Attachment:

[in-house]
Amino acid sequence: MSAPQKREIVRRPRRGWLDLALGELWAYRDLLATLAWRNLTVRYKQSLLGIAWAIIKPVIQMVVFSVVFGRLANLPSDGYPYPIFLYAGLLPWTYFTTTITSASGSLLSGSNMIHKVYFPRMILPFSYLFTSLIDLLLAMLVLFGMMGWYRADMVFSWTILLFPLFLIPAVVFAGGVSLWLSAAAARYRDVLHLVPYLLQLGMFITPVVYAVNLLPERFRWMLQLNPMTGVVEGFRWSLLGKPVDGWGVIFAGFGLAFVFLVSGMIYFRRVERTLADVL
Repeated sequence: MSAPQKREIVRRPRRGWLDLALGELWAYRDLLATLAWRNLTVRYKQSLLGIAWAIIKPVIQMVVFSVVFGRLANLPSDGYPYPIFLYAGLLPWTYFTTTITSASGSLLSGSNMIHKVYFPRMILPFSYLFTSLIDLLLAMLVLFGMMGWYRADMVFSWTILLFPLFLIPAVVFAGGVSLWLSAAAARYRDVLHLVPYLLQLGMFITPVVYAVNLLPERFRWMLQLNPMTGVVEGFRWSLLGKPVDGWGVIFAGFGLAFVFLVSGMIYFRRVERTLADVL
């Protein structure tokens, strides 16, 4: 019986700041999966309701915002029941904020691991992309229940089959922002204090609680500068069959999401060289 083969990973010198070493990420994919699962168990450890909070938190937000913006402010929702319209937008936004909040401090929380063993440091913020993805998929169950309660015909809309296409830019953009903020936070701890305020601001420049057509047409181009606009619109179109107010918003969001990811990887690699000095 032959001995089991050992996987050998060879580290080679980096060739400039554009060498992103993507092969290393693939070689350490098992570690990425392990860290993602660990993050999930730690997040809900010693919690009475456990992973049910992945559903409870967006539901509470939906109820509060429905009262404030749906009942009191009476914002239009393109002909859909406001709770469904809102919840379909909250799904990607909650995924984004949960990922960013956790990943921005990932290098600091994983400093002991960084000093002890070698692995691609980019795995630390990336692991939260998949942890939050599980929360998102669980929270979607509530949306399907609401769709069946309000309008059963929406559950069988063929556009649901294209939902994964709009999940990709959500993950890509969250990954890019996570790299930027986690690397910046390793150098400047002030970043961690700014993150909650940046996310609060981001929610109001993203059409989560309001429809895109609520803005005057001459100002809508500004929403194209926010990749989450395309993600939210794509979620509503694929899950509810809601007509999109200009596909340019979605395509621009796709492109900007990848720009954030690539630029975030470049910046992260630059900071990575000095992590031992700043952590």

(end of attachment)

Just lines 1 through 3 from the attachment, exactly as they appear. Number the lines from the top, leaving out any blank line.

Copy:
[in-house]
Amino acid sequence: MSAPQKREIVRRPRRGWLDLALGELWAYRDLLATLAWRNLTVRYKQSLLGIAWAIIKPVIQMVVFSVVFGRLANLPSDGYPYPIFLYAGLLPWTYFTTTITSASGSLLSGSNMIHKVYFPRMILPFSYLFTSLIDLLLAMLVLFGMMGWYRADMVFSWTILLFPLFLIPAVVFAGGVSLWLSAAAARYRDVLHLVPYLLQLGMFITPVVYAVNLLPERFRWMLQLNPMTGVVEGFRWSLLGKPVDGWGVIFAGFGLAFVFLVSGMIYFRRVERTLADVL
Repeated sequence: MSAPQKREIVRRPRRGWLDLALGELWAYRDLLATLAWRNLTVRYKQSLLGIAWAIIKPVIQMVVFSVVFGRLANLPSDGYPYPIFLYAGLLPWTYFTTTITSASGSLLSGSNMIHKVYFPRMILPFSYLFTSLIDLLLAMLVLFGMMGWYRADMVFSWTILLFPLFLIPAVVFAGGVSLWLSAAAARYRDVLHLVPYLLQLGMFITPVVYAVNLLPERFRWMLQLNPMTGVVEGFRWSLLGKPVDGWGVIFAGFGLAFVFLVSGMIYFRRVERTLADVL